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Following are the one hundred most recent articles for the category Cubs .
05/17/2013: The daily grind: 5-17-13by Brad Johnson
05/17/2013: And That Happenedby Craig Calcaterra
05/17/2013: Gems without whiffsby James Gentile
05/17/2013: 40th anniversary: Bobby Valentine breaks his legby Chris Jaffe
05/17/2013: Strength of schedule: Adjusting hitter valuesby Moe Koltun
05/17/2013: Fantasy Waiver Wire: Week 7, Vol. IIIby Jack Weiland
05/17/2013: Card Corner: 1973 Topps: Mike Andrewsby Bruce Markusen
05/16/2013: The daily grind: 5-16-13by Brad Johnson
05/16/2013: And That Happenedby Craig Calcaterra
05/16/2013: How Scott Kazmir got his groove backby Kyle Boddy
05/16/2013: Three more for eternityby Don Malcolm
05/16/2013: Not exactly definitiveby Don Malcolm
05/16/2013: The all-decade team: the ‘40sby Richard Barbieri
05/16/2013: Of Uggs and Ugglaby Derek Ambrosino
05/15/2013: The daily grind: 5-15-13by Brad Johnson
05/15/2013: And That Happenedby Craig Calcaterra
05/15/2013: Running hot and coldby Shane Tourtellotte
05/15/2013: The Phillies should retool but not rebootby Brad Johnson
05/15/2013: Fantasy Waiver Wire: Week 7, Vol. IIby Karl de Vries
05/15/2013: Currently historic: 300 strikeouts?by Jason Linden
05/15/2013: Mike Moustakas’ holeby Noah Woodward
05/15/2013: BOB: How bad is the Marlins’ attendance?by Brian Borawski
05/14/2013: And That Happenedby Craig Calcaterra
05/14/2013: The daily grind: 5-14-13by Brad Johnson
05/14/2013: How much do hot/cold starts matter?by Greg Simons
05/14/2013: 25th anniversary: The Jose Oquendo Gameby Chris Jaffe
05/14/2013: Jonathan Schoop and the value of role playersby Jeff Moore
05/14/2013: THT Awardsby John Barten
05/13/2013: The daily grind: 5-13-13by Brad Johnson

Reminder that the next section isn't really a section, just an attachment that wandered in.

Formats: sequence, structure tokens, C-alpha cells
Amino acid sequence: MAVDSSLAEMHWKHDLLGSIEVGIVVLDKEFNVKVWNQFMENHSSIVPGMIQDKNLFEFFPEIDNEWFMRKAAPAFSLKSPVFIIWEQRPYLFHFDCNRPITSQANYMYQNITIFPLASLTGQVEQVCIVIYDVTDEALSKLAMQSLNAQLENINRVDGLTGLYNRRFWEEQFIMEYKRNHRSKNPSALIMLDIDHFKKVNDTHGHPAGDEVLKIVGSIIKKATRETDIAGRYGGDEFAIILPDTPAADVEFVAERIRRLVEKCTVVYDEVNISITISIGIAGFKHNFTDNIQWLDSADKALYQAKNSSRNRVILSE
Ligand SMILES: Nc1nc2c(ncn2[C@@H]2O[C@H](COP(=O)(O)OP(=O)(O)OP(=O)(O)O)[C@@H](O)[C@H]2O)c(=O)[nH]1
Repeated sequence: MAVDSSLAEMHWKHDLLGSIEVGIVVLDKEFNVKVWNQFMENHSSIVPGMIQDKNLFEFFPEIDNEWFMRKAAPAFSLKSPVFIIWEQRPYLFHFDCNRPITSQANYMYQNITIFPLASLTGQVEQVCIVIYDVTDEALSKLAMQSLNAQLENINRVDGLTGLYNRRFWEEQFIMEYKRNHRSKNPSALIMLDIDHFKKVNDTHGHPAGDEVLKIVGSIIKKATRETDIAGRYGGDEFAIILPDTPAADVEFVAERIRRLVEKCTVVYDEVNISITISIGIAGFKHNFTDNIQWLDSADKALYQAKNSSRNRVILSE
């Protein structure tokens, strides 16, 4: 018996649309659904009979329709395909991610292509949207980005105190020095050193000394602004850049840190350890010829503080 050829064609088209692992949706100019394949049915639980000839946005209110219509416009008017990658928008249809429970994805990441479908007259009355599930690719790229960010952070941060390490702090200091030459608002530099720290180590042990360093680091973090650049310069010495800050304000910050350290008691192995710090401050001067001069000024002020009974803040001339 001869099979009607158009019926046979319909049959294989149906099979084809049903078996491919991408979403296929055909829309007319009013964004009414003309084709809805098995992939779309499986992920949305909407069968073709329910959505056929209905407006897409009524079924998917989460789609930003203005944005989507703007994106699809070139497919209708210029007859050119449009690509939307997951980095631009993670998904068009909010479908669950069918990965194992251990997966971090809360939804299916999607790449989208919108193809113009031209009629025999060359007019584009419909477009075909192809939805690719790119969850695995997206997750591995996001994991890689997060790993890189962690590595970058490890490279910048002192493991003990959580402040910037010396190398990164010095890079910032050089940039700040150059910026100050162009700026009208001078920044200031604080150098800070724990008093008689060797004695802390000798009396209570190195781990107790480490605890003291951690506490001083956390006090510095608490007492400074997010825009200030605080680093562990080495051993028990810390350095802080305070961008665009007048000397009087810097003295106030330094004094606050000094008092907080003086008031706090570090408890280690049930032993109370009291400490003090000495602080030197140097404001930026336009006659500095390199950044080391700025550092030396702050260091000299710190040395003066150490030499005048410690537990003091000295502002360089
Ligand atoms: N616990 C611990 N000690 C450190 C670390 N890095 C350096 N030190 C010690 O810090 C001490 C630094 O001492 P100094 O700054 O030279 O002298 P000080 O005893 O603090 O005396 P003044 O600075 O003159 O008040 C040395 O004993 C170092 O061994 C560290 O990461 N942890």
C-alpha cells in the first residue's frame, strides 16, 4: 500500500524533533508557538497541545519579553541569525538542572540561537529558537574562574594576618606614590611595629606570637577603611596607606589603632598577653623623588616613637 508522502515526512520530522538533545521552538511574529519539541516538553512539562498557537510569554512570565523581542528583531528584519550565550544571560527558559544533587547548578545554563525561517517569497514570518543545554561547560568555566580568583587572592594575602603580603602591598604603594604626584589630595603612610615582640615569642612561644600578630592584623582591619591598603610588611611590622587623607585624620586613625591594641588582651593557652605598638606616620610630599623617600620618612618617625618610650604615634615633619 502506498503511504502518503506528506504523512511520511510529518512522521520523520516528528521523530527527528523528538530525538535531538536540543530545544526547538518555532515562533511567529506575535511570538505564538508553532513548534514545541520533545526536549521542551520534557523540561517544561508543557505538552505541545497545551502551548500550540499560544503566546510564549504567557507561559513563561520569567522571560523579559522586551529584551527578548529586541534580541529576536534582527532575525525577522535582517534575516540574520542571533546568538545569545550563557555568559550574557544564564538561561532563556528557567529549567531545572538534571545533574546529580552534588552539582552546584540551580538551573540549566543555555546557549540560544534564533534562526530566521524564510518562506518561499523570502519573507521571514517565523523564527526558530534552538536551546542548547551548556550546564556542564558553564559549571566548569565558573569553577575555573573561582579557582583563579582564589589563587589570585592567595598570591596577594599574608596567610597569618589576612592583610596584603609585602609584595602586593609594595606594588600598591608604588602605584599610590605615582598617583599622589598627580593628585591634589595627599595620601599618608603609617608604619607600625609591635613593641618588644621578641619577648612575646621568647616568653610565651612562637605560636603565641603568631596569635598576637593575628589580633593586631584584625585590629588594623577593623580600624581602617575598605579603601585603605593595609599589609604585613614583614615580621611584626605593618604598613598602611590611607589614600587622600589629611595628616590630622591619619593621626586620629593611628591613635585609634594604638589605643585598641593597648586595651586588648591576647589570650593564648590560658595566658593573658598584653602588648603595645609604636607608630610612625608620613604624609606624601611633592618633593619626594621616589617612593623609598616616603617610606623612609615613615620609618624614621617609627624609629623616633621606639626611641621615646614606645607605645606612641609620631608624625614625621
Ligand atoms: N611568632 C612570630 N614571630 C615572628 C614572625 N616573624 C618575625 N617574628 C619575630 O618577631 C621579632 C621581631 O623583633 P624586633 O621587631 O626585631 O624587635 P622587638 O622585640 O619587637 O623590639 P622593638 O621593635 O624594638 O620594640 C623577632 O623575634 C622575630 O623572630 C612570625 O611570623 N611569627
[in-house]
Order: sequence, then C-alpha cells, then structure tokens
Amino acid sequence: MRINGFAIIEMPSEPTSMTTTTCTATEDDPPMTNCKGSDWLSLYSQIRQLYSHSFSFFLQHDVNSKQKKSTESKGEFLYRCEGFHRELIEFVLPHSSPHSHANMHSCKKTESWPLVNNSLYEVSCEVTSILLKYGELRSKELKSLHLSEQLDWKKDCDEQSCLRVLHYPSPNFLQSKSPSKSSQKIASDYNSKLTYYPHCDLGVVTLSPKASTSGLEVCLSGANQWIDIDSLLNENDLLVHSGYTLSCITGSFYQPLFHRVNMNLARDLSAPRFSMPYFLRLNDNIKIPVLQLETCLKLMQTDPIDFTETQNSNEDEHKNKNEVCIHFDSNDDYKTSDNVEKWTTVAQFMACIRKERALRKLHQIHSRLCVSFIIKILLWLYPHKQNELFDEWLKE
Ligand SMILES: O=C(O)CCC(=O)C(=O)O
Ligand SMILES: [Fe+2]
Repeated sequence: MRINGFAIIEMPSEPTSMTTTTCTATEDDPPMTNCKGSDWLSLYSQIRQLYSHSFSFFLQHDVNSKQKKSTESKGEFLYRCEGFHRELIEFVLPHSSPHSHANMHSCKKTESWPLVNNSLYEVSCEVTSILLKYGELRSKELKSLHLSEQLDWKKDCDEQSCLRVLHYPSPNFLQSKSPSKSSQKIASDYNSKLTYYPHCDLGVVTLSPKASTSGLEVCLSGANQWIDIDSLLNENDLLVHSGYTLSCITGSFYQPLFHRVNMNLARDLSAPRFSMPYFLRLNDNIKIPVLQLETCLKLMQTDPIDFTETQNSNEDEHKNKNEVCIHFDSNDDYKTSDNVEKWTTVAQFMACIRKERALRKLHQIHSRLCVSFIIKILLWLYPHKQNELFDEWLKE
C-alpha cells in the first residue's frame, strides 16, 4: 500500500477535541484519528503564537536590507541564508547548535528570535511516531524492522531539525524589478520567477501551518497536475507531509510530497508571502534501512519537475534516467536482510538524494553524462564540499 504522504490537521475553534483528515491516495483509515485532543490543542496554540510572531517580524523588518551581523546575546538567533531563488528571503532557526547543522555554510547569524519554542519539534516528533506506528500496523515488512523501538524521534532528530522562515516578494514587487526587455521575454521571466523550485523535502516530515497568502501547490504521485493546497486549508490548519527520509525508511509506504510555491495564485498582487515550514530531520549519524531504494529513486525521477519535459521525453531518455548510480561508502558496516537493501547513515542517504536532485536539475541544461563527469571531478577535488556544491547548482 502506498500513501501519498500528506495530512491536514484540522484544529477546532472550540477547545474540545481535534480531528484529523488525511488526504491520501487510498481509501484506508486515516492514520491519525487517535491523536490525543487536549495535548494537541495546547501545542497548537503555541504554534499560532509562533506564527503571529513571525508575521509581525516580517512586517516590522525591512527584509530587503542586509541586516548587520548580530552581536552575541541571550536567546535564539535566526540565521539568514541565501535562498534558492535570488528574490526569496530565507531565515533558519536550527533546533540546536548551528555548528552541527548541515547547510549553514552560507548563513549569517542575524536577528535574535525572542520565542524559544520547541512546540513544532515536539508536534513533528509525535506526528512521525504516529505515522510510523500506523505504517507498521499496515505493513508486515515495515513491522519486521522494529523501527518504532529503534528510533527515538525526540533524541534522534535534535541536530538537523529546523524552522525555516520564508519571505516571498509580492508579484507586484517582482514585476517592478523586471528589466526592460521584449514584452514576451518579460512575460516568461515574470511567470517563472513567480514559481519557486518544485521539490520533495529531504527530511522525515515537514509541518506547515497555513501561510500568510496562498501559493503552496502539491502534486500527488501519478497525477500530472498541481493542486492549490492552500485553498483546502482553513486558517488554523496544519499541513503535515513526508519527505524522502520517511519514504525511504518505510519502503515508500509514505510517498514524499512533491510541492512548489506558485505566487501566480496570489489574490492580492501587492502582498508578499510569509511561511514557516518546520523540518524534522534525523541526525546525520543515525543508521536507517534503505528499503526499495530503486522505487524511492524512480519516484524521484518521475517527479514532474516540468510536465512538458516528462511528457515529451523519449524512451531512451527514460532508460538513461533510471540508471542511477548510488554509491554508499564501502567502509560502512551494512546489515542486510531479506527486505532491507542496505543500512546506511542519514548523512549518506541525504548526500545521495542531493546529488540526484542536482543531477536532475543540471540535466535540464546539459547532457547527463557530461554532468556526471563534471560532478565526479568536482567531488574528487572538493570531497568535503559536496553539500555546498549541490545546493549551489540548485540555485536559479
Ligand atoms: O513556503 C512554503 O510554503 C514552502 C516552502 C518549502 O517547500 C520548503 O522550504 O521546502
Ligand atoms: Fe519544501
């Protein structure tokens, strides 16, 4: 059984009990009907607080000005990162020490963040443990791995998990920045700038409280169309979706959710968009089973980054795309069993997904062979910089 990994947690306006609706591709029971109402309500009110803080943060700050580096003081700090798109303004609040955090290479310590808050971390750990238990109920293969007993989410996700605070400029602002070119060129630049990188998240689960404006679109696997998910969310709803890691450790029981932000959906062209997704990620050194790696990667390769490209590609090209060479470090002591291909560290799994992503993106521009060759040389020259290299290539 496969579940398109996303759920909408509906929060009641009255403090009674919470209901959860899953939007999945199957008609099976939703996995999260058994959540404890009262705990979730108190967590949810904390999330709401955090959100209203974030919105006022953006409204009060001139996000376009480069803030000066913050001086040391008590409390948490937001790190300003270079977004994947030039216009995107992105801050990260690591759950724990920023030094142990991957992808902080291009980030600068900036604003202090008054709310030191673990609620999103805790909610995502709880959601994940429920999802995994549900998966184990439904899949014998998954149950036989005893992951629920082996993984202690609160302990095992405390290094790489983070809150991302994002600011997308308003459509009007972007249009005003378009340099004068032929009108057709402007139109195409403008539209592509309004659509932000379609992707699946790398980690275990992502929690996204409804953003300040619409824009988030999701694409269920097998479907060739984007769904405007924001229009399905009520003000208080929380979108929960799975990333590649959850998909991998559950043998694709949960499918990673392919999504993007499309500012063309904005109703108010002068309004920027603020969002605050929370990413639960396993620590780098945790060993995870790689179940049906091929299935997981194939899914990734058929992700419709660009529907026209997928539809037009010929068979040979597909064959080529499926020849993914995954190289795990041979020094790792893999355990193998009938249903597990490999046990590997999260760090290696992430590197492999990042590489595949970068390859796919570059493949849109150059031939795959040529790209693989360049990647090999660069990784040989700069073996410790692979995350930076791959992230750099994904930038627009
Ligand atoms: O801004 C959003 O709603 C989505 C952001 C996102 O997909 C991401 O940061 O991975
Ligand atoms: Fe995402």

05/13/2013: And That Happenedby Craig Calcaterra
05/13/2013: 30th anniversary: Reggie’s 2,000th Kby Chris Jaffe
05/13/2013: NL Central division update: May editionby Jason Linden
05/13/2013: Fantasy Waiver Wire: Week 7, Vol. Iby Jack Weiland
05/13/2013: Last remaining teammatesby Chris Jaffe
05/13/2013: The Hot Seatby Scott Strandberg
05/12/2013: The curious case of Vernon Wellsby Matt Filippi
05/12/2013: 60th anniversary: Whitey Ford’s near no-hitterby Chris Jaffe
05/10/2013: The daily grind: 5-10-13by Brad Johnson
05/10/2013: And That Happenedby Craig Calcaterra
05/10/2013: Cooperstown Confidential: What really happened with Fritz Ostermueller and Jackie Robinsonby Bruce Markusen
05/10/2013: Fantasy Waiver Wire: Week 6, Vol. IIIby Karl de Vries
05/10/2013: Still life, after allby Azure Texan
05/09/2013: Oh Dustyby Pat Andriola
05/09/2013: And That Happenedby Craig Calcaterra
05/09/2013: 40th anniversary: back-to-back first homersby Chris Jaffe
05/09/2013: The Roto Grotto: rates versus opportunitiesby Scott Spratt
05/09/2013: Swing rates: the John Farrell effectby Moe Koltun
05/09/2013: Winning, TWTW, and the purpose of baseballby Matt Hunter
05/08/2013: Closer watchby Karl de Vries
05/08/2013: And That Happenedby Craig Calcaterra
05/08/2013: The daily grind: 5-8-13by Brad Johnson
05/08/2013: Fantasy Waiver Wire: Week 6, Vol. IIby Jack Weiland
05/08/2013: What nobody is talking aboutby Greg Simons
05/08/2013: Currently historic: A truly rare achievementby Jason Linden
05/08/2013: Craig Anderson’s greatest dayby Frank Jackson
05/08/2013: BOB: Stadium updatesby Brian Borawski
05/07/2013: And That Happenedby Craig Calcaterra
05/07/2013: The daily grind: 5-7-13by Brad Johnson
05/07/2013: Fun with minor league leader boardsby Jeff Moore
05/07/2013: 90th anniversary: Casey Stengel goes bonkersby Chris Jaffe
05/07/2013: THT Awardsby John Barten
05/07/2013: A.J. Ellis: hardly swinging, hardly missingby Noah Woodward
05/07/2013: Baseball Press: a fantasy secret weaponby Jack Weiland
05/07/2013: The Verdict: keeping it on the DLby Michael Stein